Review: Bal Folk Tune Book

As always, any questions, comments, or corrections are welcome.
Update Above

Bal Folk puts many of the classic Massif
Central Tunes back in print.

In 1998, when I bought my Hohner Corso from the Button Box, I also picked up two books that changed my life easily as much as the Corso itself. Actually, I only bought one, the pink one, volume one of Mel Stevens The Massif Central Tune Book. It was one of those bizarre fits of frugality. I was spending hundreds on the accordion, but another fifteen dollars to get volume two of the set? Such frugality could not stand. That night I tossed and turned. Was I really going to leave Amherst without that book? The next day I went back and got volume two, the blue one, and headed home. In such a feeble manner I acquired the bedrock texts of my musical life.

I don’t have all the details regarding the history of these books, but here is what I’ve pieced together.  Stevens’ books, published by Dragonfly Music in 1987, contained 240 traditional dance tunes from Central France. This is the repertoire. Unfortunately, both the pink and the blue volumes have been out of print since the early 2000s. For a number of years you could get them directly from Stevens, but the idea that these were basically unavailable seemed pretty outrageous.

Enter Dave Mallinson, a British publisher of traditional music tutorials, tune books, etc. Mallinson bought the rights to all of Dragonfly’s stuff. It took a while for the material to come out, but in 2010 Bal Folk: Traditional Dance Music from Central France were released and the music of the pink book and the blue book became available again.

Well, some of it.

First of all, let me just state clearly that Bal Folk is a fantastic set and will serve any musician well in acquiring the right tune-age. But there are differences between this one book collection and the pink and blue set. For one thing, it’s clearly labeled that Bal Folk contains a “selection” of tunes from the Dragonfly books. The Dragonfly set had 240 tunes, Bal Folk has 214. The tunes that seem to be missing are those that were contemporary, some written by members of La ChavannéeFrédéric Paris, Patrick Bouffard, Maxou Heintzen etc., all have credits in the pink and blue books. Presumably, Mallinson was unable to include those for reasonable copyright reasons. He did decide to include around twenty original tunes by two English musicians, Trevor Upham and Chris Shaw. I had not encountered either of those gentlemen before, but they are perfectly delightful tunes. I would be curious to know how Mallinson made the decisions he did.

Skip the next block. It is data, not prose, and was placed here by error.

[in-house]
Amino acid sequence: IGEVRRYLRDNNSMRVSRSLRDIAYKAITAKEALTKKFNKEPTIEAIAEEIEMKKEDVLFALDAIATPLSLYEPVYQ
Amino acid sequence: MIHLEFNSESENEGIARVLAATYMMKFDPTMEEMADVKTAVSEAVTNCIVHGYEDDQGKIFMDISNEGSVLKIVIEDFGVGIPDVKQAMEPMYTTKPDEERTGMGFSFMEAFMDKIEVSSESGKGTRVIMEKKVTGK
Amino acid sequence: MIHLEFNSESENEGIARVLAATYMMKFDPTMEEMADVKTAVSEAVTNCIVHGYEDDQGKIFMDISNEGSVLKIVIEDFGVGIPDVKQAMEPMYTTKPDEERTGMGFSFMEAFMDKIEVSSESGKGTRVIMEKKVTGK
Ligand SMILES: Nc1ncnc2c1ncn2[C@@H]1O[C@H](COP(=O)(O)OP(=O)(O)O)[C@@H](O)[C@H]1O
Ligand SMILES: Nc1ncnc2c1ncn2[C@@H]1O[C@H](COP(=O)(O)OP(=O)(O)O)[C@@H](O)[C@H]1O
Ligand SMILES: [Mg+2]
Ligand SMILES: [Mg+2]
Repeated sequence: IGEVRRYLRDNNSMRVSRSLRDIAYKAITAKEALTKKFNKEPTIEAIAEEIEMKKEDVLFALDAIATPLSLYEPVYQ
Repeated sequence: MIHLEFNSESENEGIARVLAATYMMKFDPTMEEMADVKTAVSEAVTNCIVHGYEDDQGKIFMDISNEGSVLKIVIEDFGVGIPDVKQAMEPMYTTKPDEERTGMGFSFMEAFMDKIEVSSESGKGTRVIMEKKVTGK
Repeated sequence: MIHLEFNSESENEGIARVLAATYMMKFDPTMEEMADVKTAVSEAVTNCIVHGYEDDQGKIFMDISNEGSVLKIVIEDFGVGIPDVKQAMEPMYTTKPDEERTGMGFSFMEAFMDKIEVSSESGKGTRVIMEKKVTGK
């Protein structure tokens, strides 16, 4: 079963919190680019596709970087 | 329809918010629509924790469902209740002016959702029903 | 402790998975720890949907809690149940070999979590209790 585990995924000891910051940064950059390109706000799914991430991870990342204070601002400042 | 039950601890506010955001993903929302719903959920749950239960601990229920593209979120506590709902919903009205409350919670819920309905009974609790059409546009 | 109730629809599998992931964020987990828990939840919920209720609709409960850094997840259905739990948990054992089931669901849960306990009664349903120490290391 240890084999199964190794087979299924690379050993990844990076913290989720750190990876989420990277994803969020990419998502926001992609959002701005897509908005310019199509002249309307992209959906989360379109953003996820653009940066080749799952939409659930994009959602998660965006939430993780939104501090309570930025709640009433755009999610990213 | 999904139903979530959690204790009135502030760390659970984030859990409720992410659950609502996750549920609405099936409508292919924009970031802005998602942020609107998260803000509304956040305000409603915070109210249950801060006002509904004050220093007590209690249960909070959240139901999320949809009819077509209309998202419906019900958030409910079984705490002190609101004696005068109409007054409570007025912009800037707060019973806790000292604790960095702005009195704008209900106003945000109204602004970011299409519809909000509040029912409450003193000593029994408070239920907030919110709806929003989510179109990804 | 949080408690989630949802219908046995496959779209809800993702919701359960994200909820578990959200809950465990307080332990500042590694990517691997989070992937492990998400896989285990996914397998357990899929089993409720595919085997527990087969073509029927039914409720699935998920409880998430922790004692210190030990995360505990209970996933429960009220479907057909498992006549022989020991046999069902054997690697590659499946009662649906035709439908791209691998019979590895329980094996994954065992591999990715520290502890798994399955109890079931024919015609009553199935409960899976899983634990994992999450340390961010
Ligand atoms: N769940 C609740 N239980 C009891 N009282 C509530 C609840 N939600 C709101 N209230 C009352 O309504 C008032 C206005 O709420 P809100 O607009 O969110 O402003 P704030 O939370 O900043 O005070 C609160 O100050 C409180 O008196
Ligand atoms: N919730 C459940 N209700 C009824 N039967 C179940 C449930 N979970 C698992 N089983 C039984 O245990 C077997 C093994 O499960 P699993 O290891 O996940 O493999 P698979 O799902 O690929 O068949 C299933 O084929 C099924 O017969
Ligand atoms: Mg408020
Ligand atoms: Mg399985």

Regardless, I’ll continue playing tunes from this book and recommend you do the same. It’s a great collection, no doubt, and for anyone encountering it for the first time it can be the same sort of gold mine that the pink and blue books were for me.

6 thoughts on “Review: Bal Folk Tune Book

  1. Interestingly, two of Frédéric Paris's pieces (Le Canal en Octobre and Ganivelle) appear in Nick Barber's English Choice, also published by Dave Mallinson.
    I would be very interested to hear of other collections containing Paris's music.


  2. The two most obvious would be the “Cahier de Repertoire” books put out by the AMTA … one of Paris' tunes from his two accordion CDs (“Carnet de Bal” and “Rue de l'Oiseau)” and the other of original tunes by AMTA artists.


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